And then . . .

I used that as the sauce for a baked penne recipe from fresh365. Instead of making a spicy garlic sauce, I kept the sauce simple and toasted the breadcrumbs for the topping with garlic and red pepper flakes. I also cut down on the cheese a lot because the sauce was so rich. 

It turned out great!


Photo Friday

Some of my 8th grade students on the day of the Christmas Program.

It's pixelated because I couldn't figure out any other way to post larger pictures. Any solutions out there?

Catching Up

So already I'm behind, but that's okay, we just keep movin' on.

So, to combine quotables with a focus on Birmingham, and as we celebrated his life this week, I bring you a few quotes from Dr. Martin Luther King Jr.'s Letter from Birmingham Jail. It's amazing that so much monumental history occurred here in the city where I call home. I wish I could walk the streets and see it all happening overlaid on the life that I live here now. Sometimes I feel the scars of hatred and division and injustice as I drive past block after block of empty, dilapidated buildings, but I know I can never know the full weight of it. I think about how Birmingham was a place of change and of hope and dreams. And I feel that too. These words, written in 1963, are so relevant to our time.

"Injustice anywhere is a threat to justice everywhere."

"Shallow understanding from people of good will is more frustrating than absolute misunderstanding from people of ill will. Lukewarm acceptance is much more bewildering than outright rejection."

"We will have to repent in this generation not merely for the hateful words and actions of the bad people but for the appalling silence of the good people."
. . . 


Tuesday Tastes: A tiptoe into the world of cheese making.

In Kingsolver's book, in a chapter I haven't even gotten to yet, is a recipe for making your own mozzarella cheese. What could be more intriguing than that? I checked it out, and the stuff has four ingredients in it. Three that I just about guarantee are sitting in your kitchen right now (lemon juice can be used instead of citric acid). The fourth is called rennet, and I must admit that this little mysterious guy intimidated me. I'll look for rennet next time I go to Whole Foods, but in the meantime my researching lead me to discover another Italian cheese that is made with only two common ingredients.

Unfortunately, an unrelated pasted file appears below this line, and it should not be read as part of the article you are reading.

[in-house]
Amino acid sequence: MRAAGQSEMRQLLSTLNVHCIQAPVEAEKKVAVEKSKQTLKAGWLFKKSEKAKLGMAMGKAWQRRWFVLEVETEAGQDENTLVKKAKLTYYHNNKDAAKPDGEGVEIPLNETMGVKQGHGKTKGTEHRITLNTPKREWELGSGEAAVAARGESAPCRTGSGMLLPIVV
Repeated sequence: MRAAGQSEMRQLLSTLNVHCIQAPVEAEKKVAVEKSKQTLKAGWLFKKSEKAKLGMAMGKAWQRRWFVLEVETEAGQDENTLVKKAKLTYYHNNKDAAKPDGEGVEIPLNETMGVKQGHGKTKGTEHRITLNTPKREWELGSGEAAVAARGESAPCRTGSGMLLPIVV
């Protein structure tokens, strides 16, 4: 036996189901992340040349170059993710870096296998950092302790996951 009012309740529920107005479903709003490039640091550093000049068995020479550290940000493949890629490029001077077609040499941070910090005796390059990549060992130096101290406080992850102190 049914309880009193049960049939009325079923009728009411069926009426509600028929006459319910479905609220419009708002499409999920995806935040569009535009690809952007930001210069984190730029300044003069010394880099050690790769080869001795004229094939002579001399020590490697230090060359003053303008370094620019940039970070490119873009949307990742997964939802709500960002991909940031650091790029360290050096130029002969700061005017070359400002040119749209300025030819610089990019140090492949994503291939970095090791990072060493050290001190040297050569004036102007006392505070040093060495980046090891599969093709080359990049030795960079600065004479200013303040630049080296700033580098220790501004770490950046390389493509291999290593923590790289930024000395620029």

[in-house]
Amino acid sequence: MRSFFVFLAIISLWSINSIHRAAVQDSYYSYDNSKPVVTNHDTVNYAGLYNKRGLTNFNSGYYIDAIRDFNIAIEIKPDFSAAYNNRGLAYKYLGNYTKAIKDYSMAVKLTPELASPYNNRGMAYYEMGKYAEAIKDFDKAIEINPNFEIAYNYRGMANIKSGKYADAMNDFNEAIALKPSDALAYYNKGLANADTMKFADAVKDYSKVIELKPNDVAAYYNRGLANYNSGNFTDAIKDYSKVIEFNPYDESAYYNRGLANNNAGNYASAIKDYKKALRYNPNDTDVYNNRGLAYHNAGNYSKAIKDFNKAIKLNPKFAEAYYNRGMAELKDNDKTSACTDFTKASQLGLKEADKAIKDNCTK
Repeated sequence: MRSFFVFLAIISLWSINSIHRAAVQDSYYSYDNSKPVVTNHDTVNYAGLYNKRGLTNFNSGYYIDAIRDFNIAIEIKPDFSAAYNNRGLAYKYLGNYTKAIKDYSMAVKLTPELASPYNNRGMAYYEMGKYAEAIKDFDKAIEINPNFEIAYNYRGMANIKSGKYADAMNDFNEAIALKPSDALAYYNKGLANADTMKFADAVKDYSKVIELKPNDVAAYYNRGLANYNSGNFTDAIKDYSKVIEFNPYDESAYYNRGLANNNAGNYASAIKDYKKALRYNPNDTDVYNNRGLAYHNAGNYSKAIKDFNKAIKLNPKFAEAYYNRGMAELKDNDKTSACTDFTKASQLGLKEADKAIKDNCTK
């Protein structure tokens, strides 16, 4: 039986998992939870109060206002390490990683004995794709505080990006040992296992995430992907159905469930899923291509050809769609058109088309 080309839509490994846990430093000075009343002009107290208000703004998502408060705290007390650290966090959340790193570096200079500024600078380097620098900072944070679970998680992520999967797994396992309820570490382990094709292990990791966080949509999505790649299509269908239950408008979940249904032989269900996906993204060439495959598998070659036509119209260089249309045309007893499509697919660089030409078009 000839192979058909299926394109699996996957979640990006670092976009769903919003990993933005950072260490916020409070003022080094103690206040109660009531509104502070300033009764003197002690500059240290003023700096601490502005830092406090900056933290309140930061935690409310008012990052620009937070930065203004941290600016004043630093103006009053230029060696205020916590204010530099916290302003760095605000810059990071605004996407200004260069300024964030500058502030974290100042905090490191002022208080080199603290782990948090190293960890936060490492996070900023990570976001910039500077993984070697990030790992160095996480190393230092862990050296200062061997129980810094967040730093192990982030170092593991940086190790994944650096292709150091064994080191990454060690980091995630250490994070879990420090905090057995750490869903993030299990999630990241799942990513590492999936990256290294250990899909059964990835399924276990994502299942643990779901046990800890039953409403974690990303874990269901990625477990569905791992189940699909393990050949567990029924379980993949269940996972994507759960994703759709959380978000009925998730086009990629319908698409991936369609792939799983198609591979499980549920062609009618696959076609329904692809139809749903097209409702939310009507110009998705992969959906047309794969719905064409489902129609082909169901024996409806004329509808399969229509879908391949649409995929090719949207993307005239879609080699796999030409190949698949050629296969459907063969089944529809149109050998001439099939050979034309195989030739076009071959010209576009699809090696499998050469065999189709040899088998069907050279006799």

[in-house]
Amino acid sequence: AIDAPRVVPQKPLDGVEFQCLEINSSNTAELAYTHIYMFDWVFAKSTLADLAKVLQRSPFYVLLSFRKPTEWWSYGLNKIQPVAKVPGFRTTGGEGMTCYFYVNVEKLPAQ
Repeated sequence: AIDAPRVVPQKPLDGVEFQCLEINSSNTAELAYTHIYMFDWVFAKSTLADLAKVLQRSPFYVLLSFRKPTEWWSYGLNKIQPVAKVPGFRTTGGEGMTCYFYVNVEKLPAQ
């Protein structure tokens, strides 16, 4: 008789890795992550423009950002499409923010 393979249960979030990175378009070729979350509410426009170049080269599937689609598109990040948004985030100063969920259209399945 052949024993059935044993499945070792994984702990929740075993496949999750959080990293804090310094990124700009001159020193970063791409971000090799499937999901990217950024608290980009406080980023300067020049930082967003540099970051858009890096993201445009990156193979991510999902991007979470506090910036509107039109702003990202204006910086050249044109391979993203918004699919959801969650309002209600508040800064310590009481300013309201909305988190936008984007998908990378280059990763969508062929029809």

That's right! Mascarpone cheese is made from these two simple ingredients: cream and lemon juice (although you have to be sure that the cream is just pasteurized and not ultra pasteurized). 

My lovely friend and kitchen inspiration, Stephanie, came over yesterday and we got down to business. Our little bag of tricks included a large skillet, a glass bowl, water, cream, lemon juice, a kitchen thermometer, paper towels, a sieve, and another bowl.

We followed this recipe as closely as we could, and just as the author describes, we were pretty certain by the time the whole process was over that we had totally ruined it. It was difficult to get the cream up to a high enough temperature and difficult to tell if the cream actually curdled when we added the lemon juice. Just as she says, it looks exactly like a custard or creme anglaise. Then, we totally made a mess trying to use cheesecloth instead of paper towels and the liquid went straight through. (So I highly recommend using heavy paper towels instead of cheese cloth to line your sieve. )

But, in the end, it worked! I checked it about eight hours later and it was creamy, thick, sweet and buttery . . . cheese!

Basically the process goes like this . . .

You heat the cream to 190 degrees F in a double boiler-like contraption. At that point add lemon juice and stir for a few more minutes until very thick and creamy.

Take it off the heat and let it cool for 20 minutes. Then you place a metal sieve over a bowl and line it with four layers of cheese cloth or paper towel. Spoon the mixture into the sieve, cover and let it set over night. Not very much liquid comes out, but it gets super rich and creamy, almost like cream cheese. 


The hilarious thing is that I've never actually had store bought mascarpone, so I have nothing to compare it to. Try it and let me know! Hopefully we'll be trying mozzarella soon, maybe even with local milk. In the meantime, I'll be using my mascarpone to make this lemon mascarpone blondie recipe for community group tomorrow night! 


Monday Musings: Good Food

Around this time last year I began thinking about the connection between food and God's word. After all, scripture calls itself edible, sweeter than honey in fact, and in Revelation (10:9-10), John is even commanded to eat it. And stranger still, Jesus tells us to eat his flesh, and to remember him whenever we sit down to break bread and share drink with other believers.

I want to eat scripture. To desire it and savor it and devour it. To ingest it and have it become part of me. And at the same time, I want to think about what it means to remember Jesus when I eat. I have a sneaking suspicion that there are choices in the way we eat that will either help or hinder remembering him, and even affect the way we sit down to the meal of his Word. Fast food versus slow and savored. Seeking the welfare of the city by investing in local food. Considering where our food comes from: Were the people who worked to produce my food treated fairly or kept under the yoke of oppression as I consume ease, efficiency, and low prices? Were the sources of my meal grown or raised in a way that reflects good stewardship of the plants and animals that God created for us to care for and to eat? Are the calories I'm putting in my body a cheap imitation of real food, or lasting, healthy goodness?

These are questions that I'm thinking about in new ways all the time. I'd love to hear your thoughts, and I'm sure you'll hear more of mine as we continue together.

Two books, woven together with story and not just information, have educated me, inspired me, and kept the wheels of my thoughts turning. Eat this Book, by Eugine Peterson (author of The Message), and Animal, Vegetable, Miracle by Barbara Kingsolver (The author of several great books including Poisonwood Bible).


You're in for a treat.

I told Keith about my new blogging plan, and he was so supportive that he agreed to post every weekend!